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Cohen, Snyder, Eisenberg & Katzenberg, P.A. - Maryland Personal Injury Lawyers
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Dog bites: A risk workers shouldn't overlook

According to the American Veterinary Medical Association, roughly 38.4% of American households have a dog. It is clear by this statistic that many people - including Marylanders - love having furry friends in their homes.

However, these same adorable pets could actually place many workers at a significant risk of a work injury.

What risks do dogs pose to workers?

Several jobs require workers to travel around Baltimore neighborhoods, such as:

  • Delivery drivers
  • Residential electricians and plumbers
  • Outdoor maintenance
    • Roofers, carpenters and electrical and cable line workers

These workers go from house to house almost every day, especially in this age of convenience, where many people order goods and products online. Work that requires workers to travel like this can be risky, especially as the weather gets warmer.

In warm weather, it is more likely that dogs might be outside when these workers approach. And, unfortunately, some dogs get aggressive when strangers approach, which could lead them to bite a worker.

That risk is only increasing

It is critical that these workers do not overlook the danger that dogs might pose. The risk of suffering a dog bite or attack is greater than many workers might believe. The National Safety Council found that work injuries from dog attacks doubled in less than a decade, increasing from 3,380 injuries in 2011 to 6,230 injuries in 2018.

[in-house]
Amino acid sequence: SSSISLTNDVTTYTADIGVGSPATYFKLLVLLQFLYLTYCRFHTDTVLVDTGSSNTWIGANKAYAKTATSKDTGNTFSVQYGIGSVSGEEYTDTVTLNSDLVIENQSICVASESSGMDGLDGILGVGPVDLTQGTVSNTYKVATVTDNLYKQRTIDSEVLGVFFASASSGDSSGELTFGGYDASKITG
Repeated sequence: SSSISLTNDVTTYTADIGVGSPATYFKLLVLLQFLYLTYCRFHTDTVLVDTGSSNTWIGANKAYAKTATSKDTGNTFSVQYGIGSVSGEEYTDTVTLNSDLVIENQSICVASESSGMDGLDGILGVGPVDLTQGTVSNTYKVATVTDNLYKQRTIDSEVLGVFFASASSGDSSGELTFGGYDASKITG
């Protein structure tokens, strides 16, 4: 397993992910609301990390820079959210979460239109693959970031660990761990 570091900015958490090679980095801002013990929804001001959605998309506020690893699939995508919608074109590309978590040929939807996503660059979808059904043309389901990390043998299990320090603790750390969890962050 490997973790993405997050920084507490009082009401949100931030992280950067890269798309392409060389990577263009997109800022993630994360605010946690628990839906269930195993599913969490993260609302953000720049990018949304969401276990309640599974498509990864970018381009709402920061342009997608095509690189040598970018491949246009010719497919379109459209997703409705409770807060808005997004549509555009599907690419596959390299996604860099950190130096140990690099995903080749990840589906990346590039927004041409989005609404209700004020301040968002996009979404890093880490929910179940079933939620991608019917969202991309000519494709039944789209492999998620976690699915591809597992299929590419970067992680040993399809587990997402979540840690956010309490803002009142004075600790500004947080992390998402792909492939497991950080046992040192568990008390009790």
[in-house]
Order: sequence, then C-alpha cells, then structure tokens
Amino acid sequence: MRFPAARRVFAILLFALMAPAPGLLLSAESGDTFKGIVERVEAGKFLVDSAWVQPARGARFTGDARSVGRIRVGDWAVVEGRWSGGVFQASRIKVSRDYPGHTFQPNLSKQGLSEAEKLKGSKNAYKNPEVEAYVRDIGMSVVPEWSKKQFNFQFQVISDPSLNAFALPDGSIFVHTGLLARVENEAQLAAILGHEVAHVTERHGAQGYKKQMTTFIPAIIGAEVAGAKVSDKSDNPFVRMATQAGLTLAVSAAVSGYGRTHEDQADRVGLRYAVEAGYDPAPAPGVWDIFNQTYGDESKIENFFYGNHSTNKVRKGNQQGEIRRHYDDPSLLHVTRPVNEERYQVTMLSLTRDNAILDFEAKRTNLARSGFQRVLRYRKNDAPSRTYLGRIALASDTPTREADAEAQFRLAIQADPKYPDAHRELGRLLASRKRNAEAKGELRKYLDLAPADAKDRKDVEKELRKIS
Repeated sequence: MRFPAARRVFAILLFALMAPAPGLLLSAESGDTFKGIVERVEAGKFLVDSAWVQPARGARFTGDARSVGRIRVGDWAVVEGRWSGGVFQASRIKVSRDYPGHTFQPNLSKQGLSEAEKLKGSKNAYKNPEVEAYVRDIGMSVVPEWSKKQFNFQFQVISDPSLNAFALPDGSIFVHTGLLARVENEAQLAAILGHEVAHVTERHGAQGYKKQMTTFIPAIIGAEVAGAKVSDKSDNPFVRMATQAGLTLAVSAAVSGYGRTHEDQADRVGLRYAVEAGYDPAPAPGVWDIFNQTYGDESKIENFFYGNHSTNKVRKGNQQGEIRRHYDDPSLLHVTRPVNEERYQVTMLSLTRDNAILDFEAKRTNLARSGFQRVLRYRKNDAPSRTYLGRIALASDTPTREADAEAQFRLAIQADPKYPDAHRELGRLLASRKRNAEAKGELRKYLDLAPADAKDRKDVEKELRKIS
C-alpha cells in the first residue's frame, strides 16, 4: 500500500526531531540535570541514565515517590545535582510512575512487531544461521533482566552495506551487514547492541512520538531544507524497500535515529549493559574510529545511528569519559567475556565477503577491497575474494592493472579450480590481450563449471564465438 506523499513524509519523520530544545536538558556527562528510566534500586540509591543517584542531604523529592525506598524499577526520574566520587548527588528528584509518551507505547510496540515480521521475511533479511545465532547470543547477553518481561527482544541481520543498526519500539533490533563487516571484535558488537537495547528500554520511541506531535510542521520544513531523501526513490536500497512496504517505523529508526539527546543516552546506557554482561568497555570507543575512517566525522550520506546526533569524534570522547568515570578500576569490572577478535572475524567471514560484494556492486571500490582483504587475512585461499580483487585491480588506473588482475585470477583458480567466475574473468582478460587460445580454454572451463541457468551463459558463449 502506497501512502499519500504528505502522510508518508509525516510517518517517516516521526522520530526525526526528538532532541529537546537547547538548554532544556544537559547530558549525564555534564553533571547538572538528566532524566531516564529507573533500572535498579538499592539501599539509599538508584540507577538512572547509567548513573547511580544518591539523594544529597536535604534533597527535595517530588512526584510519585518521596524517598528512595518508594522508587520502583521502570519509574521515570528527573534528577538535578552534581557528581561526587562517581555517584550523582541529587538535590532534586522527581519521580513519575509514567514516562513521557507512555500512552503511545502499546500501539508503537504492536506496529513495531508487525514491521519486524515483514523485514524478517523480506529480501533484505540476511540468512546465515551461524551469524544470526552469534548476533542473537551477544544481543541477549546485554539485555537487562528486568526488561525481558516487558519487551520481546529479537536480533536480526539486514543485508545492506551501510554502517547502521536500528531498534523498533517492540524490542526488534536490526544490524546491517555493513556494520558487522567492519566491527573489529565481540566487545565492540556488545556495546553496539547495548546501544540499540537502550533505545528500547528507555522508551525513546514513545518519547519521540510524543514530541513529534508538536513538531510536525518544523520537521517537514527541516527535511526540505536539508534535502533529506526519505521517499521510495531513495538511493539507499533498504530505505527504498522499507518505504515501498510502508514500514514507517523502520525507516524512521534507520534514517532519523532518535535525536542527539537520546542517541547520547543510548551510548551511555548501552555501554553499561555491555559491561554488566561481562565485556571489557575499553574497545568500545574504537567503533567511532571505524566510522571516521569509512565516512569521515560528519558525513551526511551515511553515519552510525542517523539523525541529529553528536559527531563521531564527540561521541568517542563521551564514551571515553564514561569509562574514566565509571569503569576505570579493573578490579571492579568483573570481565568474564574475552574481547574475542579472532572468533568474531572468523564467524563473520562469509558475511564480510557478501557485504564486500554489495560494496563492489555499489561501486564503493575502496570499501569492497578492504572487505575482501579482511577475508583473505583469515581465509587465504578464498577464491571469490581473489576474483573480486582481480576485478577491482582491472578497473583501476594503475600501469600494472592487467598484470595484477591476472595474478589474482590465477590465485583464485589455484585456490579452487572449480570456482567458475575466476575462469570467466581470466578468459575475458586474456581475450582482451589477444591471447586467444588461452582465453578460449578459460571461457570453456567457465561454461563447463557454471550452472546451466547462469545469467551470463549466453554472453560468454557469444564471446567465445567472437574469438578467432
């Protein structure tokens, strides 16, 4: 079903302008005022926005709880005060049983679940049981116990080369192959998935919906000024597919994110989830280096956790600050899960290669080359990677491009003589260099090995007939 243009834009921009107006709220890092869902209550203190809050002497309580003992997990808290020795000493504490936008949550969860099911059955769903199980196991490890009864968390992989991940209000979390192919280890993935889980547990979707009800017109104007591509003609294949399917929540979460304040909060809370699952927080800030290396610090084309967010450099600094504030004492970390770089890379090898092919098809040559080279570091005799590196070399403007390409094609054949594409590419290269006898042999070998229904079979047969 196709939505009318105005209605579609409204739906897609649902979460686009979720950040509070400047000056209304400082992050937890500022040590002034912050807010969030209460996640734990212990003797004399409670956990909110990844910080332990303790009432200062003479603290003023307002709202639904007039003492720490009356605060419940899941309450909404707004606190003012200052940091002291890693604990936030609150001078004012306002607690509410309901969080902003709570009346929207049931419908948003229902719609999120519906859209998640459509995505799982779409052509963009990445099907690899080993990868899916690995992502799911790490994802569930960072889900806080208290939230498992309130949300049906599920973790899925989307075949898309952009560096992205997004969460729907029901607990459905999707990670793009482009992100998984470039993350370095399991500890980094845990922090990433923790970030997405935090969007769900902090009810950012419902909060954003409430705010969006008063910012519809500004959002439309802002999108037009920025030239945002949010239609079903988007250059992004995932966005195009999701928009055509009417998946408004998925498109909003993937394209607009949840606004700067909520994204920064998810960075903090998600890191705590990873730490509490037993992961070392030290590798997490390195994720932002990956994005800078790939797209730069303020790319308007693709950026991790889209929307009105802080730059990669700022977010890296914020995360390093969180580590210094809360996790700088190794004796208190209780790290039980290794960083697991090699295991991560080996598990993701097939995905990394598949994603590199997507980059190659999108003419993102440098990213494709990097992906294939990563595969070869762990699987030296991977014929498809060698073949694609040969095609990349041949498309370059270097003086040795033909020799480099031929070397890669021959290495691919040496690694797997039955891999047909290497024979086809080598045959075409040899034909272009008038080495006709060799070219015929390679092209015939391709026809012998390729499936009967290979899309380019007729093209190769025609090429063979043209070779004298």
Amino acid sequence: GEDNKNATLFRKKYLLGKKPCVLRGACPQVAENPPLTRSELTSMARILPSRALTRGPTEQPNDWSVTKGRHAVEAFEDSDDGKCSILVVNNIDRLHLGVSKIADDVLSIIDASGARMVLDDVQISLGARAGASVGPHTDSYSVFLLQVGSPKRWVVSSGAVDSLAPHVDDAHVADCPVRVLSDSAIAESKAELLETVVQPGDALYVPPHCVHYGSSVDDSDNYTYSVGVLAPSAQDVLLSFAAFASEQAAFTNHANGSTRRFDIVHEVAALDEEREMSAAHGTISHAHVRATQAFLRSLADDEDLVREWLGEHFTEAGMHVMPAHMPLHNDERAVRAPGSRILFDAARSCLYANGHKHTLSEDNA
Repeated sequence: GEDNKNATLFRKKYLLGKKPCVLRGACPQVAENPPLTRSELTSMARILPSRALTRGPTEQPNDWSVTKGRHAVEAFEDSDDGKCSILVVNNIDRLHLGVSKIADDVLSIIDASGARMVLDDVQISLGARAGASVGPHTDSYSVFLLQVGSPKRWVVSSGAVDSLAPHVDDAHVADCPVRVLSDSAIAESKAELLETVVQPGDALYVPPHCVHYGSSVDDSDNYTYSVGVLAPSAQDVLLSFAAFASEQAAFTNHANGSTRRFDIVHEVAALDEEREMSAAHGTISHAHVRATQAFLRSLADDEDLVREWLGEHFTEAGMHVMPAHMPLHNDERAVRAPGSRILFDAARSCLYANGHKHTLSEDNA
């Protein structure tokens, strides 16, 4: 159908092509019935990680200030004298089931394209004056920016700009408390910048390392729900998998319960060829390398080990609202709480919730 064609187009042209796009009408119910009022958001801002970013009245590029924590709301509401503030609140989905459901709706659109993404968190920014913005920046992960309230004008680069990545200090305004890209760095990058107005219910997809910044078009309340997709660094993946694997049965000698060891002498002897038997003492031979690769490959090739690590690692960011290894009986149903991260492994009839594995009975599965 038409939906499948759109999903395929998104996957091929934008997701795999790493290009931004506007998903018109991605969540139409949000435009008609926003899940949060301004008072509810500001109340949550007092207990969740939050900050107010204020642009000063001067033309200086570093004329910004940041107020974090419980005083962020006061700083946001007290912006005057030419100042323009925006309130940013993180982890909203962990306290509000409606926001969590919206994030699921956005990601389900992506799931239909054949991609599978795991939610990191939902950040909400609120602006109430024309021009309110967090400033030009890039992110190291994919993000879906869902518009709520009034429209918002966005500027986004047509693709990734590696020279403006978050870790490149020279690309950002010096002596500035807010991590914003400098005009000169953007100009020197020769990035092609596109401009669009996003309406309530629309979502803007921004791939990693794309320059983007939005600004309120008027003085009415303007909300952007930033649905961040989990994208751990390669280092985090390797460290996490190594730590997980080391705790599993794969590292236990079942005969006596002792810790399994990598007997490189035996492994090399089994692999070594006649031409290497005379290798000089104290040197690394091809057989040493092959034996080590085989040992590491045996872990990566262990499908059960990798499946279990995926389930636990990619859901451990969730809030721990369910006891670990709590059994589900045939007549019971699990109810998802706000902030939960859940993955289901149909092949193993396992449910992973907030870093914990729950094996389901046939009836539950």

These attacks can lead to serious injuries, including:

  • Deep punctures and blood loss
  • Broken bones
  • Face, eye and head injuries

Workers must be aware of this risk. They should always ensure they are mindful of their surroundings at all times on the job.

Are dog bite injuries covered by workers' compensation?

If the dog bite occurs in the course of and arises out of employment, it is likely a compensable claim (Maryland Code, Labor & Employment §9-501). In instances where a pet owner was aware of the service worker's arrival and knew their dog had the propensity to bit a visitor, the owner of the animal may also be liable for damages separate from the workers' compensation claim.

As dog bites are very fact specific with how, when and where they occurred, it is helpful for workers to consult an experienced workers' compensation attorney to determine how they can obtain covered medical care and recover compensation for their injuries.

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Cohen, Snyder, Eisenberg & Katzenberg, P.A. - Maryland Personal Injury Lawyers

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